Jane-Finch races to reinvent itself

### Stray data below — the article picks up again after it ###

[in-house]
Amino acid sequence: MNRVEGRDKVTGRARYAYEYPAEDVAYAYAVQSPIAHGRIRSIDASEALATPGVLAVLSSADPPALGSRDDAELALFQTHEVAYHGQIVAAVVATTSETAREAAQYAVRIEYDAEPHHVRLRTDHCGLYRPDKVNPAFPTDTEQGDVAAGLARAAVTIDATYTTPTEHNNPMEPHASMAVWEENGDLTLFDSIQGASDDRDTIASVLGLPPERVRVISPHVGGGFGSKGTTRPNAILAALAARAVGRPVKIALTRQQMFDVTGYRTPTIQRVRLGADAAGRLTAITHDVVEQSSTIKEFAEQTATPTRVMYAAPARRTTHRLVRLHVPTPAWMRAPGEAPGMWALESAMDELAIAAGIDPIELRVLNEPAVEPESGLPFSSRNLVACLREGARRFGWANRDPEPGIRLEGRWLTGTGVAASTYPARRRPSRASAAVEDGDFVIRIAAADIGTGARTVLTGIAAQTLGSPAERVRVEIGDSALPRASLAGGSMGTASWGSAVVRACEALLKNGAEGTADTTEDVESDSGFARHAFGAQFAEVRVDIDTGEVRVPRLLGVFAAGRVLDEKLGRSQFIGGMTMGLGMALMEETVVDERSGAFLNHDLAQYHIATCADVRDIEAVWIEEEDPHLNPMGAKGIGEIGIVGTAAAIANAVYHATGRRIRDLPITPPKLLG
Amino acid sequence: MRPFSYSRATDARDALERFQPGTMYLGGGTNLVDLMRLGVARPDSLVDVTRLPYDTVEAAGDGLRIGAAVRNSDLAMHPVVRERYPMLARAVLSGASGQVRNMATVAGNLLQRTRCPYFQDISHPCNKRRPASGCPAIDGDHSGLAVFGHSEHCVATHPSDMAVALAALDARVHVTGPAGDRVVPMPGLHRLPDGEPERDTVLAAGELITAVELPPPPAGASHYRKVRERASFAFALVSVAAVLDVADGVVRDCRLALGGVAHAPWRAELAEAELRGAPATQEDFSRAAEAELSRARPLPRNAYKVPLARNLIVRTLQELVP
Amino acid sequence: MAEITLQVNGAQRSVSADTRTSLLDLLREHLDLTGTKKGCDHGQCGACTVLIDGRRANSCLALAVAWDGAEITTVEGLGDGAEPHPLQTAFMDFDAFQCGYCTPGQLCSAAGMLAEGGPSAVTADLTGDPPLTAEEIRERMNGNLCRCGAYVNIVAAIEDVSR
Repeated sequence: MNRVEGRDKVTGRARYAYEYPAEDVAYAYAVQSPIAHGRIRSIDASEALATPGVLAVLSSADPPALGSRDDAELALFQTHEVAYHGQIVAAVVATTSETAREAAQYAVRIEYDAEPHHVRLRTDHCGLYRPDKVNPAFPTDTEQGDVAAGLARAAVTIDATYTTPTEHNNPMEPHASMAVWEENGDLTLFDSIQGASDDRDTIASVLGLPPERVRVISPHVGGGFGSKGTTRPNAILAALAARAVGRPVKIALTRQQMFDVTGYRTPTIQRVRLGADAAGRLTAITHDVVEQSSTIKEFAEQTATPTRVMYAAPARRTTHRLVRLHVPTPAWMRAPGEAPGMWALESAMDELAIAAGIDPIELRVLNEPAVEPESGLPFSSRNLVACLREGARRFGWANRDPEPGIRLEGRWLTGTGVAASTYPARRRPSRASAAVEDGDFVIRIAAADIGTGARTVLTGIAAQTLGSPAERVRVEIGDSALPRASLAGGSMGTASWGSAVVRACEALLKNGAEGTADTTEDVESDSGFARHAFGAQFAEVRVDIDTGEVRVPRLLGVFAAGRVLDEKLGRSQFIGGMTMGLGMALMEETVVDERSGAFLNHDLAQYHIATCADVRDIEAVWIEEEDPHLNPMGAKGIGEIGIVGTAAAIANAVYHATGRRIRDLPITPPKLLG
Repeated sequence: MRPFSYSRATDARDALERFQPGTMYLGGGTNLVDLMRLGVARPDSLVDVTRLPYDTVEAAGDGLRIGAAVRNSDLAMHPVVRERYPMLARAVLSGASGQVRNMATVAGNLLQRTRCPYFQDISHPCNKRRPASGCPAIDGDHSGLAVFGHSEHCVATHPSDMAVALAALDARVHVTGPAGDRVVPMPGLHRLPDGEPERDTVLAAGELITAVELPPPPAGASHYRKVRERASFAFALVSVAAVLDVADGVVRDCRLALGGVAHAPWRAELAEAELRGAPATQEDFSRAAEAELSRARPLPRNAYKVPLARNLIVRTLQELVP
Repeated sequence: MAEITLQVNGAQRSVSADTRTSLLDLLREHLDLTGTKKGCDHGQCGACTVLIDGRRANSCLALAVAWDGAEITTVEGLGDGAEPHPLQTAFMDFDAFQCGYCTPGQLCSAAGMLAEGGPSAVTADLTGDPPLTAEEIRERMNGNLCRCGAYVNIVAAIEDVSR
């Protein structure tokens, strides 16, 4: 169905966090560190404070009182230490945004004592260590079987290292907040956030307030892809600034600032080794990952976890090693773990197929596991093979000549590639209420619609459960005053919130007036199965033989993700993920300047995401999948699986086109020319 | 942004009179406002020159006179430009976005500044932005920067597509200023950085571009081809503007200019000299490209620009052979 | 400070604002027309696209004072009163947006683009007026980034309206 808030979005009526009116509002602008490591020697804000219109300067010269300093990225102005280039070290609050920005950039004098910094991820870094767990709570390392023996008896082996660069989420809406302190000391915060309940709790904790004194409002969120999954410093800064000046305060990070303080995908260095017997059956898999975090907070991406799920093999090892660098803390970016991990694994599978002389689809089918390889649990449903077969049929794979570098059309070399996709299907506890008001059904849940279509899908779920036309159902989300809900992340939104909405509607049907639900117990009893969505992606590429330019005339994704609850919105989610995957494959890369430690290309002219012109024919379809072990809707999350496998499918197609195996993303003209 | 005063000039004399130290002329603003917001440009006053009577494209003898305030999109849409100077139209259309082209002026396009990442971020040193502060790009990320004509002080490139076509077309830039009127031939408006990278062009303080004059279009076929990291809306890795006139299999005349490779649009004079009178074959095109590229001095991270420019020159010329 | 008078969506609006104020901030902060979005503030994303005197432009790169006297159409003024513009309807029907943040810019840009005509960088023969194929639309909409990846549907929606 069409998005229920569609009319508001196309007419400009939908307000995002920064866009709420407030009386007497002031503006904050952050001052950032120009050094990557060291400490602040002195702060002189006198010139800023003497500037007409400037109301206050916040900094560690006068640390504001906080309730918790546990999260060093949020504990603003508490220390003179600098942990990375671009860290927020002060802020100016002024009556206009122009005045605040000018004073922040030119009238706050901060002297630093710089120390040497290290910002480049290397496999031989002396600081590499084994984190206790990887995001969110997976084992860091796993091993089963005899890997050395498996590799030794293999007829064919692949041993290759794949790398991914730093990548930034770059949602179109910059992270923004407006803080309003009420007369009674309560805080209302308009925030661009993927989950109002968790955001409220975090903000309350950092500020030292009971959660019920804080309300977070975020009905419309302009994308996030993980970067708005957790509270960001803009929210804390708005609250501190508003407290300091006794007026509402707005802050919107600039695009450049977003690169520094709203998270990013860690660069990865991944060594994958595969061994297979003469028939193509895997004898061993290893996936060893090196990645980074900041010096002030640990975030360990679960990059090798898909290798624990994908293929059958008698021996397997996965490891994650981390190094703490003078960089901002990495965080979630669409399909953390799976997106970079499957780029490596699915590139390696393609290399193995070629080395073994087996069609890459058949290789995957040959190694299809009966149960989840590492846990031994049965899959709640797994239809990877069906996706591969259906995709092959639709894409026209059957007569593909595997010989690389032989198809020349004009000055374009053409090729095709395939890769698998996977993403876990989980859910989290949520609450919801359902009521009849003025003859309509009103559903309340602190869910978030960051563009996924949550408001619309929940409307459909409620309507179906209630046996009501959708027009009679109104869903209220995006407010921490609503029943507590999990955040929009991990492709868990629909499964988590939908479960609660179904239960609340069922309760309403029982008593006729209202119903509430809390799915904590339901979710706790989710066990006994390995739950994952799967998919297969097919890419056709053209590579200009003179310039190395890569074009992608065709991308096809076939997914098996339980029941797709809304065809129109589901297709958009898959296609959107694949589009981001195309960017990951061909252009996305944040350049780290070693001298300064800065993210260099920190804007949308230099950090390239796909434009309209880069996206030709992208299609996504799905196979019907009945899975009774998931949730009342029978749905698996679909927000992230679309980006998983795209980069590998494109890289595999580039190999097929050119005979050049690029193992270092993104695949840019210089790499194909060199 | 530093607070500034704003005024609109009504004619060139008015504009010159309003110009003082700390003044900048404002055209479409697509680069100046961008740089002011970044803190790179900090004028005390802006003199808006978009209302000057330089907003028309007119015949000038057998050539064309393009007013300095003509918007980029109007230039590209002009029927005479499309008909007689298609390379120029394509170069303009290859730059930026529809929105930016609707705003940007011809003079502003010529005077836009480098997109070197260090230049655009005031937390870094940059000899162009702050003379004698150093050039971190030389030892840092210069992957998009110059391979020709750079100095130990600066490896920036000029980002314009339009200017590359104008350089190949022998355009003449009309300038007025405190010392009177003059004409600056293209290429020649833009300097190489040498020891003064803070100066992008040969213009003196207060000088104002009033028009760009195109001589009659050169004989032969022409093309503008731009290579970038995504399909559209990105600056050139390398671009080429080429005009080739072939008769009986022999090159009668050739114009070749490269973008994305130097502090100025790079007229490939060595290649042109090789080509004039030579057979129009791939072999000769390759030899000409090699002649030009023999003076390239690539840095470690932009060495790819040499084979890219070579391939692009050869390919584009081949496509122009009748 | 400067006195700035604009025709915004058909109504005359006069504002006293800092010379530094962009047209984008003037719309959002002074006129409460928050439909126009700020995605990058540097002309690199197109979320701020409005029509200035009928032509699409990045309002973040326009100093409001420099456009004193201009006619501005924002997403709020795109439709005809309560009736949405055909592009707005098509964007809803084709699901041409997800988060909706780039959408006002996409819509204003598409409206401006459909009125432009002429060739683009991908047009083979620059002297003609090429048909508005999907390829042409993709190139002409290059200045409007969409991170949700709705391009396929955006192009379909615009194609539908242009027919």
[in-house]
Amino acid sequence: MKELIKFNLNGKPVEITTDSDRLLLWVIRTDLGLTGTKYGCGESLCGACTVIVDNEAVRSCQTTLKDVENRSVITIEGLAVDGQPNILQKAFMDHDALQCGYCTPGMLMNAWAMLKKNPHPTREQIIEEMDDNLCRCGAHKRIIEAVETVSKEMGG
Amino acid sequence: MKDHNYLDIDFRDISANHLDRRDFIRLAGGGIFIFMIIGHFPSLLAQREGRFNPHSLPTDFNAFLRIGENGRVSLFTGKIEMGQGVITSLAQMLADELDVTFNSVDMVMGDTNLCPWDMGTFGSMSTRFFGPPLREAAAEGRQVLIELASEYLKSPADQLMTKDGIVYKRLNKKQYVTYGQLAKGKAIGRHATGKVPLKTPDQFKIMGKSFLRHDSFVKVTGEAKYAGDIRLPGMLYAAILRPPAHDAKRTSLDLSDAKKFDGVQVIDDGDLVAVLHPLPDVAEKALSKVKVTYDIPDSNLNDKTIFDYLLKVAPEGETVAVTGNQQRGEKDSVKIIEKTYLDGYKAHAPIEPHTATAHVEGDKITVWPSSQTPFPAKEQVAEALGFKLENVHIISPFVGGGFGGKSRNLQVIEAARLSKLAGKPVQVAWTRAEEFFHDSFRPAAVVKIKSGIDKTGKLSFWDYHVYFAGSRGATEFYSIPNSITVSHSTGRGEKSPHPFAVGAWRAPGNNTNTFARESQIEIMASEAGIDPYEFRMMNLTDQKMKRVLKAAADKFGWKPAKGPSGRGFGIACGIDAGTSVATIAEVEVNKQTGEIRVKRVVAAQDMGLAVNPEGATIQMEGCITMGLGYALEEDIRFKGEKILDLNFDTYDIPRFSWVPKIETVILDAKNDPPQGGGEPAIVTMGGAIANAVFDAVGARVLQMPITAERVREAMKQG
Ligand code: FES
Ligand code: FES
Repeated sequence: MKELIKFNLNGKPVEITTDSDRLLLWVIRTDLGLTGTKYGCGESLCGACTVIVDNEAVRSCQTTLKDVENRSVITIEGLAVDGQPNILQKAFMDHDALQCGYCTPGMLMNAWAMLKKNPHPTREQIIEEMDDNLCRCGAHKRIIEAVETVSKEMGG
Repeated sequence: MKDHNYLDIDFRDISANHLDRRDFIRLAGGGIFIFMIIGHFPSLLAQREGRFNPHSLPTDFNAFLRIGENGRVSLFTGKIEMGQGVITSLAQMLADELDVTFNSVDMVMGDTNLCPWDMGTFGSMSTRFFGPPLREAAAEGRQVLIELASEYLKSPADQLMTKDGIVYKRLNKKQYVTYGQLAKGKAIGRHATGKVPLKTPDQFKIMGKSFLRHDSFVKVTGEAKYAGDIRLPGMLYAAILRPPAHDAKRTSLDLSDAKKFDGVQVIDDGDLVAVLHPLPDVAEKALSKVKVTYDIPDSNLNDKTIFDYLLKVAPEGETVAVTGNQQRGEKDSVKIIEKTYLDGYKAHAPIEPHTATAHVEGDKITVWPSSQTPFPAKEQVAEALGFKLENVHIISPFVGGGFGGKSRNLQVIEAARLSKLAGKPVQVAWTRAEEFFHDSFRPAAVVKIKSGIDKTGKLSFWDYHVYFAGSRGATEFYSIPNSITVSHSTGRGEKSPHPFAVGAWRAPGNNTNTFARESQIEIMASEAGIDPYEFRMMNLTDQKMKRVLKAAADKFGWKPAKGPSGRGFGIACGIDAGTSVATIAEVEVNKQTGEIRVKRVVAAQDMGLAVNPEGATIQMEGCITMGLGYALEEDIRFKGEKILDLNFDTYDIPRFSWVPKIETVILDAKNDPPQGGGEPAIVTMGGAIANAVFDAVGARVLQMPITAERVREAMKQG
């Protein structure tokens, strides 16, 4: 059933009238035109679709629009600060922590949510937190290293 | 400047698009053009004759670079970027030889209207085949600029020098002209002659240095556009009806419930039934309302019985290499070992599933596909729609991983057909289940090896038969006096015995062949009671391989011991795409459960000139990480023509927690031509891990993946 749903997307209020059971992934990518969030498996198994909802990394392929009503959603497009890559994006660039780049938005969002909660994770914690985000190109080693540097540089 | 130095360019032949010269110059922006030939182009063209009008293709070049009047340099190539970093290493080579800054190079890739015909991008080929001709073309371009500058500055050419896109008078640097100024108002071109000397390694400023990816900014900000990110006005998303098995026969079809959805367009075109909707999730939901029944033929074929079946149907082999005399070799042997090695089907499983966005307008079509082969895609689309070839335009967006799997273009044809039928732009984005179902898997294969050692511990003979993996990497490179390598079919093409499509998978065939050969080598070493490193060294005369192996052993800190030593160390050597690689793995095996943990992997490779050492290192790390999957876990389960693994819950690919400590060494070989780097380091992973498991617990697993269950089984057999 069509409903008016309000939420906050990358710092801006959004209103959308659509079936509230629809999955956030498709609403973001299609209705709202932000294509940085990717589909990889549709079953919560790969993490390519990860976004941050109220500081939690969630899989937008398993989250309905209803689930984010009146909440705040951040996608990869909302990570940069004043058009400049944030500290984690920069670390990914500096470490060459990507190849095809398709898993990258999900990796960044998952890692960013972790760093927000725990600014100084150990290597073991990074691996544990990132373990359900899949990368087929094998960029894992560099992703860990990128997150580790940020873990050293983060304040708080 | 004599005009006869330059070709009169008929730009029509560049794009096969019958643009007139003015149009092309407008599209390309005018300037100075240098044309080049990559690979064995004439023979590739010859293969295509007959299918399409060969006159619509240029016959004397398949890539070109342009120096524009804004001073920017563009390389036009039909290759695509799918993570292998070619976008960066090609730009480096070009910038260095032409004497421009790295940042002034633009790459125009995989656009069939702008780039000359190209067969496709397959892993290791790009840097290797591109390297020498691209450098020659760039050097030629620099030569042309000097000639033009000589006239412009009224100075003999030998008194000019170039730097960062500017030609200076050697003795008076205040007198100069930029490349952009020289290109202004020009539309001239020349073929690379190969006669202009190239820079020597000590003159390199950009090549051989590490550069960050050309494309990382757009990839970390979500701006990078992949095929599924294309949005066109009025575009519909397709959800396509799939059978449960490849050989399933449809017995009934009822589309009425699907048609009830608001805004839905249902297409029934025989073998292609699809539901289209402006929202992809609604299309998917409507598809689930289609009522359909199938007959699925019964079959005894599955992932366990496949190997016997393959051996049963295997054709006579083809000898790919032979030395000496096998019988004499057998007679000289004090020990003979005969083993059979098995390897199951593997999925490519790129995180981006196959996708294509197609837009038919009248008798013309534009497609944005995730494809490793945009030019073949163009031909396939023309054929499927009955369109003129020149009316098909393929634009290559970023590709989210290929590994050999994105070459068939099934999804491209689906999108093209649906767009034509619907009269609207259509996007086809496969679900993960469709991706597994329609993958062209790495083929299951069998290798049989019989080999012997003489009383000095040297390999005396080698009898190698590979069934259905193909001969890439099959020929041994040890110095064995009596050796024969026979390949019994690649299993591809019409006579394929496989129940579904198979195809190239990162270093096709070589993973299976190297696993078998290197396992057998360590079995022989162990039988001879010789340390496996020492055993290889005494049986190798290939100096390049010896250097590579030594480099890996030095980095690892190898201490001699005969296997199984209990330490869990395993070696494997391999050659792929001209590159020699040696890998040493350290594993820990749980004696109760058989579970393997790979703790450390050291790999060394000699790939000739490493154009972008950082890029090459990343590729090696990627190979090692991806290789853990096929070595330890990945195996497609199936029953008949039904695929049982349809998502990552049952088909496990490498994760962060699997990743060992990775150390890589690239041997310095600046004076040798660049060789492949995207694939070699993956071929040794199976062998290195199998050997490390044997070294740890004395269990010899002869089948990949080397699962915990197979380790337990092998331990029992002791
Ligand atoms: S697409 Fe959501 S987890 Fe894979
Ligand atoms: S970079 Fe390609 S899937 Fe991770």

September 28, 2007Royson James`A good name is rather to be chosen than great riches."So said the wise man Solomon in one of his sage proverbial contributions to the Bible.The good people of Jane-Finch know this more than most.While property values gallop apace in "desirable" neighbourhoods like Riverdale, Willowdale, Cedarvale and just about every other vale and dale in the GTA (there are exceptions, Rexdale), they creep up in the fine enclaves that border this intersection with the bad reputation.For years, politicians and residents have tried to rebrand, rehabilitate and reposition Jane-Finch as a normal community – notwithstanding that a few bad things happen, thanks to a too-high concentration of poorly designed social housing.When a crime happens in the area, be specific or be less specific, they've urged. Say Driftwood, if the mishap is at Driftwood Ave. Or say North York, unless it happened right at Jane and Finch. After all, we hear of a shooting in the Entertainment District, rather than at Richmond and Peter.The area won a Caring Community award in 1998. Money was funnelled into improved street lights, tree plantings and other landscape improvement aimed at building pride and community spirit.Still, the shootings continued and the intersection again has been propelled into the negative news cycle.Councillor Anthony Perruzza and city staff and police have latched onto a positive, healthy, community-focused event tomorrow that they hope will propel the rebranding of Jane-Finch into – get ready – University Heights.In fact, the city's planning maps list a good portion of the area as University Heights, and appropriately so.Toronto's second-largest post-secondary institution, York University, is right there – the most vibrant and potentially positive institutional asset.Black Creek Pioneer Village is another attraction. But, sadly, as Perruzza reports, many residents have been so beaten down by the area's image they fail to recognize the assets on their doorsteps.Tomorrow's event is being billed as Toronto's first official road race in 20 years – the Tour de University Heights.Perruzza, police and city officials have secured 110 bikes and helmets from donors like Canadian Tire and given them to children from the city's priority neighbourhoods.The Ontario Cycling Association and Toronto police gladly jumped in to help. Safety and cycling training accompanied the bikes, and now the kids will compete in a series of races along Driftwood Ave., north of Finch. They start at 9 a.m. at Driftwood Community Centre.Racing continues until 3:30 p.m. and includes three age divisions for youths, a professional men's race and women's race, a celebrity race involving politicians, police, fire and EMS workers as well as Toronto Argonauts players. And adding an official stamp of approval will be Mayor David Miller and Police Chief Bill Blair."This is the first step in the rebranding of the community," Perruzza said yesterday. "We wanted a good-news community event, an event in an area that, traditionally, gets recognized and gets ink only when something bad happens."This is a chance for the kids to participate in something meaningful and it promotes healthy lifestyle choices and fosters trust and partnership with the police."By next year, he hopes to expand the 1.7-kilometre length of the course so that it runs through the university campus.Perruzza waxes on about the area's future. Next year is York's 50th anniversary. The subway is slated to cut through the community, with stops at Keele-Finch and on the York campus. Things are looking up for Jane-Finch, er University Heights.--------------------------------------------------------------------------------Royson James usually appears Monday, Wednesday and Friday. Email: [email protected]

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